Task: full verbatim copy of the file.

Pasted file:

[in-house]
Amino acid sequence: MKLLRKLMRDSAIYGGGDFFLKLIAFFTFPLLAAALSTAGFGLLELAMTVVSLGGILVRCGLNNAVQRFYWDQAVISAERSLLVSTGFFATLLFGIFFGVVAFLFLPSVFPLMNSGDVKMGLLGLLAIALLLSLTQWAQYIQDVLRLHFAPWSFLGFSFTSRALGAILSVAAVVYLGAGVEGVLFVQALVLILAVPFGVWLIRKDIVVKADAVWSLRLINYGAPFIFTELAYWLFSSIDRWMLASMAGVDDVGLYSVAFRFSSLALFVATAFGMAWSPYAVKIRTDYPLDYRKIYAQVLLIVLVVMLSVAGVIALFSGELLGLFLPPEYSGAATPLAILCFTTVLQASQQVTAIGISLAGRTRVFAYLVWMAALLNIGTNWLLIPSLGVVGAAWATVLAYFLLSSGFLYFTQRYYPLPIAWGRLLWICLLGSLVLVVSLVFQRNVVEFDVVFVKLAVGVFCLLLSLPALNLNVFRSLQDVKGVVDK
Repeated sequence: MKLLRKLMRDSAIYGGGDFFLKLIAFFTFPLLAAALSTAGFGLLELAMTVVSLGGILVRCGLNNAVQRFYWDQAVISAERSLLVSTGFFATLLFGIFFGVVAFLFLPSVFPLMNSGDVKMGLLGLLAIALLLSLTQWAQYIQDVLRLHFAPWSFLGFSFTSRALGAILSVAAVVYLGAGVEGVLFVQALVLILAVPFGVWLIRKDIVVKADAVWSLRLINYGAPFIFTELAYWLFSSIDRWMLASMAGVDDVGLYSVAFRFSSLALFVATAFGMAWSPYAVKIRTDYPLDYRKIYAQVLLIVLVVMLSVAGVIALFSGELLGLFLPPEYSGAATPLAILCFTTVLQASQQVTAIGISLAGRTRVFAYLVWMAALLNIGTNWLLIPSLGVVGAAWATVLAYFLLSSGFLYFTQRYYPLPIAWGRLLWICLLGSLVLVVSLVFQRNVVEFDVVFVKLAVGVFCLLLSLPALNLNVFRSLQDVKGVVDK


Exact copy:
[in-house]
Amino acid sequence: MKLLRKLMRDSAIYGGGDFFLKLIAFFTFPLLAAALSTAGFGLLELAMTVVSLGGILVRCGLNNAVQRFYWDQAVISAERSLLVSTGFFATLLFGIFFGVVAFLFLPSVFPLMNSGDVKMGLLGLLAIALLLSLTQWAQYIQDVLRLHFAPWSFLGFSFTSRALGAILSVAAVVYLGAGVEGVLFVQALVLILAVPFGVWLIRKDIVVKADAVWSLRLINYGAPFIFTELAYWLFSSIDRWMLASMAGVDDVGLYSVAFRFSSLALFVATAFGMAWSPYAVKIRTDYPLDYRKIYAQVLLIVLVVMLSVAGVIALFSGELLGLFLPPEYSGAATPLAILCFTTVLQASQQVTAIGISLAGRTRVFAYLVWMAALLNIGTNWLLIPSLGVVGAAWATVLAYFLLSSGFLYFTQRYYPLPIAWGRLLWICLLGSLVLVVSLVFQRNVVEFDVVFVKLAVGVFCLLLSLPALNLNVFRSLQDVKGVVDK
Repeated sequence: MKLLRKLMRDSAIYGGGDFFLKLIAFFTFPLLAAALSTAGFGLLELAMTVVSLGGILVRCGLNNAVQRFYWDQAVISAERSLLVSTGFFATLLFGIFFGVVAFLFLPSVFPLMNSGDVKMGLLGLLAIALLLSLTQWAQYIQDVLRLHFAPWSFLGFSFTSRALGAILSVAAVVYLGAGVEGVLFVQALVLILAVPFGVWLIRKDIVVKADAVWSLRLINYGAPFIFTELAYWLFSSIDRWMLASMAGVDDVGLYSVAFRFSSLALFVATAFGMAWSPYAVKIRTDYPLDYRKIYAQVLLIVLVVMLSVAGVIALFSGELLGLFLPPEYSGAATPLAILCFTTVLQASQQVTAIGISLAGRTRVFAYLVWMAALLNIGTNWLLIPSLGVVGAAWATVLAYFLLSSGFLYFTQRYYPLPIAWGRLLWICLLGSLVLVVSLVFQRNVVEFDVVFVKLAVGVFCLLLSLPALNLNVFRSLQDVKGVVDK